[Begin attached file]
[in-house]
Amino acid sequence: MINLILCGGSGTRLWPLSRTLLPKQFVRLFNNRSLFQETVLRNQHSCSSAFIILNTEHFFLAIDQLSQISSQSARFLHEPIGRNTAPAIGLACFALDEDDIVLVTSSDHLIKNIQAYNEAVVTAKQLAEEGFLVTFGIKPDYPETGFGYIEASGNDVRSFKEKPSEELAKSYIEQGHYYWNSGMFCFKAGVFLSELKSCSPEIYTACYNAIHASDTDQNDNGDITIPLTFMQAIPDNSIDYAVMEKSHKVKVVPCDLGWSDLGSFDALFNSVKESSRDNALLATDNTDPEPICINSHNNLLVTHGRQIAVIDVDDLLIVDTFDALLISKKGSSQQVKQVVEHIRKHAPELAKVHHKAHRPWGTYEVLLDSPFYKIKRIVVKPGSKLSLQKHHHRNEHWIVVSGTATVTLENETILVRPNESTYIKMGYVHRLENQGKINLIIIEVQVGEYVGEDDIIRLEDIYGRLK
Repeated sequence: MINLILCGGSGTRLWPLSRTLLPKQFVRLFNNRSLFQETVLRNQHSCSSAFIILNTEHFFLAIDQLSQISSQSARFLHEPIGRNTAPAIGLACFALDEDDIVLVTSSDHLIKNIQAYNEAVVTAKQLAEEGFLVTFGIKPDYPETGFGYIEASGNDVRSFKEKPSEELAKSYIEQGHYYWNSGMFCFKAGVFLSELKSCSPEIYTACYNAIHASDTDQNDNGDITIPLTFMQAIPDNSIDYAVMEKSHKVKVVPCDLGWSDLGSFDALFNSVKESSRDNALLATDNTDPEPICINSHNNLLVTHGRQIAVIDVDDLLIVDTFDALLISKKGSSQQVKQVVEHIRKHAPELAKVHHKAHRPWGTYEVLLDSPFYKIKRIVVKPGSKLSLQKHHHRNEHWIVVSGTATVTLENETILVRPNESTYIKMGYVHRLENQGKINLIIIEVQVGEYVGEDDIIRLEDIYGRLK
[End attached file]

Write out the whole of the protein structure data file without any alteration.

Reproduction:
[in-house]
Amino acid sequence: MINLILCGGSGTRLWPLSRTLLPKQFVRLFNNRSLFQETVLRNQHSCSSAFIILNTEHFFLAIDQLSQISSQSARFLHEPIGRNTAPAIGLACFALDEDDIVLVTSSDHLIKNIQAYNEAVVTAKQLAEEGFLVTFGIKPDYPETGFGYIEASGNDVRSFKEKPSEELAKSYIEQGHYYWNSGMFCFKAGVFLSELKSCSPEIYTACYNAIHASDTDQNDNGDITIPLTFMQAIPDNSIDYAVMEKSHKVKVVPCDLGWSDLGSFDALFNSVKESSRDNALLATDNTDPEPICINSHNNLLVTHGRQIAVIDVDDLLIVDTFDALLISKKGSSQQVKQVVEHIRKHAPELAKVHHKAHRPWGTYEVLLDSPFYKIKRIVVKPGSKLSLQKHHHRNEHWIVVSGTATVTLENETILVRPNESTYIKMGYVHRLENQGKINLIIIEVQVGEYVGEDDIIRLEDIYGRLK
Repeated sequence: MINLILCGGSGTRLWPLSRTLLPKQFVRLFNNRSLFQETVLRNQHSCSSAFIILNTEHFFLAIDQLSQISSQSARFLHEPIGRNTAPAIGLACFALDEDDIVLVTSSDHLIKNIQAYNEAVVTAKQLAEEGFLVTFGIKPDYPETGFGYIEASGNDVRSFKEKPSEELAKSYIEQGHYYWNSGMFCFKAGVFLSELKSCSPEIYTACYNAIHASDTDQNDNGDITIPLTFMQAIPDNSIDYAVMEKSHKVKVVPCDLGWSDLGSFDALFNSVKESSRDNALLATDNTDPEPICINSHNNLLVTHGRQIAVIDVDDLLIVDTFDALLISKKGSSQQVKQVVEHIRKHAPELAKVHHKAHRPWGTYEVLLDSPFYKIKRIVVKPGSKLSLQKHHHRNEHWIVVSGTATVTLENETILVRPNESTYIKMGYVHRLENQGKINLIIIEVQVGEYVGEDDIIRLEDIYGRLK